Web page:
Interviews

Welcoming Denham The Jeanmaker to Antwerp

19th March 2015

At the evening of the opening of their very first store in Antwerp, we had a chat with the founder of Denham The Jeanmaker, Jason Denham (what’s in a name?). We learned about the importance of heritage, fabric and his love for Japan.

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Welcome to Antwerp! Have you had the chance to take a look around?
Absolutely! I love this city, everytime I come here I tell myself I should visit more often. I’m very happy to open our first store here, we have big plans for this city.

Your brand is located in Amsterdam, the denim capital of Europe. How do you think the denim market in The Netherlands is different from the market in Belgium?
I agree that Amsterdam is the denim capital of Europe, as is Tokyo for the world. But Antwerp is a fashion capital that we would like to see become a denim city as well; we would like to play a part in that evolution.

At the moment, we have five denim stores in Amsterdam, all of them with a different focus. We are actually opening another store there tomorrow, it has become some sort of an addiction for me. It’s dangerous; I just keep opening stores :-).

What we’ve done for Antwerp, is taking a small footstep into introducing the brand in the market; this beautiful store gives a taste of what we do for men and women. The idea is to bring the whole brand concept here, step by step.

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A little bird told me that besides Antwerp, you really like Japan.
I do; I’ve been going there for over 20 years and I visit Japan about 5 times a year. We have some beautiful stores in Tokyo, Osaka, Nagoya and Kyoto. My favorite place in Tokyo is called the Americamura, which means the American village; it’s full of amazing denim stores. Japan has some of the best fabrics around; as I do a lot of making and production, it is important for me to keep in touch with what is moving in the Japanese denim market.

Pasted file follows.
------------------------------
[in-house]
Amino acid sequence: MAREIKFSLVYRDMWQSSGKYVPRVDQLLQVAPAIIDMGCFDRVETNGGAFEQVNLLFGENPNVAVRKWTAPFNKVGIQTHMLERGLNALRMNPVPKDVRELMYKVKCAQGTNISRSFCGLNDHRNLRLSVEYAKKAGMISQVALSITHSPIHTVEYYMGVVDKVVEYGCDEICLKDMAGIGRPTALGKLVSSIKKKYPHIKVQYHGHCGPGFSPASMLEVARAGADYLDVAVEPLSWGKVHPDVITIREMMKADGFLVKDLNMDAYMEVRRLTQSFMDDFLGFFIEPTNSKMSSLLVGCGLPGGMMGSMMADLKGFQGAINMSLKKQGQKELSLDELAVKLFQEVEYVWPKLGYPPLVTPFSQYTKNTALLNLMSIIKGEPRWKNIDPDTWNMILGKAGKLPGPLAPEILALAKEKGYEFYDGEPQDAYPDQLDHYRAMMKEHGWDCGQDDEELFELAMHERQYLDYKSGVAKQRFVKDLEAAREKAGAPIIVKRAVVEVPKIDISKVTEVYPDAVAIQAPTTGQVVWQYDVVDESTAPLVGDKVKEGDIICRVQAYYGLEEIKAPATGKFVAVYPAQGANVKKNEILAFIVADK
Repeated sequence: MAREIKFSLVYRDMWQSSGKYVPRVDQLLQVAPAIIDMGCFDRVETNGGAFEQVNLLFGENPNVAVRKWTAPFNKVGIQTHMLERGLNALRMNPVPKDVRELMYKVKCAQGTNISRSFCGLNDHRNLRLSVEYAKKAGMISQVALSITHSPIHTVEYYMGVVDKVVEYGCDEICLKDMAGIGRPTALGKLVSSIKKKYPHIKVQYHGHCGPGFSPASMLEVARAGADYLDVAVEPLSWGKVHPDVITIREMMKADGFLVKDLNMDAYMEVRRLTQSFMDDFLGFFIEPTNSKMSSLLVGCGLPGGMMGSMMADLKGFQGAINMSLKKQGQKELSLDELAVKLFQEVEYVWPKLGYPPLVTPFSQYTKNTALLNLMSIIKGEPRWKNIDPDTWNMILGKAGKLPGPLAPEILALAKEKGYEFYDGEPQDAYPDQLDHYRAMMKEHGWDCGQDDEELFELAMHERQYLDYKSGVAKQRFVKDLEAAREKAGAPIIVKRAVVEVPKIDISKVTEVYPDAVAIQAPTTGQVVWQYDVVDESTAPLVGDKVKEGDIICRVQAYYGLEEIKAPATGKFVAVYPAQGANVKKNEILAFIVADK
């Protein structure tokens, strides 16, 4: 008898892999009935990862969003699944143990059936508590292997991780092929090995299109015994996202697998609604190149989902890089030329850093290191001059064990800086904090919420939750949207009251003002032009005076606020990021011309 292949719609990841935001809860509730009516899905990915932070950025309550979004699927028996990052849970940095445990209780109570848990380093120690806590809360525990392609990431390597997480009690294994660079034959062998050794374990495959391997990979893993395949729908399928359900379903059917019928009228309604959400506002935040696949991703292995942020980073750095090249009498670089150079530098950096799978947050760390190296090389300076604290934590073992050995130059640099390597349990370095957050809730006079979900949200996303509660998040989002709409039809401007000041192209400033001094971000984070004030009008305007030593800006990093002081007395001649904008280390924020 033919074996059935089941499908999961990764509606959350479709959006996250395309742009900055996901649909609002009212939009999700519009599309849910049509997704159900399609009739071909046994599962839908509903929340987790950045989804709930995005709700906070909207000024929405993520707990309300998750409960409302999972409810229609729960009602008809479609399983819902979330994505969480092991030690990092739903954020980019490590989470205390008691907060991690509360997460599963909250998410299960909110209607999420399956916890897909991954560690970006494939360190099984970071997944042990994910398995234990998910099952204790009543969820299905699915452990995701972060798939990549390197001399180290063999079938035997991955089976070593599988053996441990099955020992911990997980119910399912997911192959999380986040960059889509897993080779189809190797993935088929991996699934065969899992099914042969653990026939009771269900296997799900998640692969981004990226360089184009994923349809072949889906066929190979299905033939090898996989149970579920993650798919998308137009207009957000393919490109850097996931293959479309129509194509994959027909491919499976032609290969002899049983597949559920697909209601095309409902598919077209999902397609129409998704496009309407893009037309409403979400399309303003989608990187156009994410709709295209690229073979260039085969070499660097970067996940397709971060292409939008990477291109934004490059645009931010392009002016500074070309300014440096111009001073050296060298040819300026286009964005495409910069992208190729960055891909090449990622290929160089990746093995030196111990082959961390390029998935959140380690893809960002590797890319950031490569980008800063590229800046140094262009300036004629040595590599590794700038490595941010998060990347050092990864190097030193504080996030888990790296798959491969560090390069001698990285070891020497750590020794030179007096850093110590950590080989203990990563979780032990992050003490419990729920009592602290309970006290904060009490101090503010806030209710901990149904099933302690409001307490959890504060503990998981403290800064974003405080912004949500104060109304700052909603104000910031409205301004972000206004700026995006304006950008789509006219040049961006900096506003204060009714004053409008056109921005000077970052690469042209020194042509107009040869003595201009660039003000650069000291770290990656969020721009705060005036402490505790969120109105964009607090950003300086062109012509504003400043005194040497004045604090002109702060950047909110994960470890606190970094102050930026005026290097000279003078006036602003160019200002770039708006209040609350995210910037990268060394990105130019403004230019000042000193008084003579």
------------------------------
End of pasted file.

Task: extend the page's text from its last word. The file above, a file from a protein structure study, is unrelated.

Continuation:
I’ve spotted some Italian fabrics in the collection as well.
True; Japanese denim is very ‘otaku’, very pure and original. Italian denim design is a lot more creative. As the trends in denim are changing everyday, faster and faster, performance becomes more important. And the Italians are winning in that; they have great finishes, colors, stretch and recovery.

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What’s your view on the American denim market?
It’s still a relevant market because that is where it all came from. I think Americans are still very big in the whole heritage thing. The heritage trend in Europe though is becoming less important; it taught us a lot about quality and fabrics but now we are moving forward.

So where are we now?
So now we are focusing on performance. When we look at selvedge fabric today for example, it has stretch and recovery; we would never have talked about that a couple of years ago.

So back to Denham; what is it that sets you apart from other brands?
I’ve been a jeanmaker all my life, that’s what I’ve always done and what I’m good at. I think what sets us apart, is that we are not a popular brand, we do our own way of thinking.
We are not totally obsessed with what happened in the history of jeans, we are always trying to push things forward. This doesn’t mean we should forget about the past, but we try to do new things, especially with womenswear. If you look at the technology in women’s denim today, it is amazing compared to what is was a few years ago. We make jeans today with Tencel and modal, all fibres that we never used before.

I’ve noticed a big change with menswear as well; a couple of years ago, the bearded hipster guys who visited our stores wanted raw selvedge jeans and now they are all asking for skinny jeans.

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What’s your personal story with denim?
I have a huge archive with denim items I’ve been wearing and collecting for years. I’m a gatherer of jeans that I buy all over the world. The Amsterdam Denim Days actually asked me to curate an exhibition with my favourite pieces at the Westergasfabriek next month. Besides denim, here will be a lot of indigo pieces and French workwear. We will also launch a full production movie there.

In the meantime, be sure to watch Denham Psycho, a parody of the famous business card scene from American Psycho.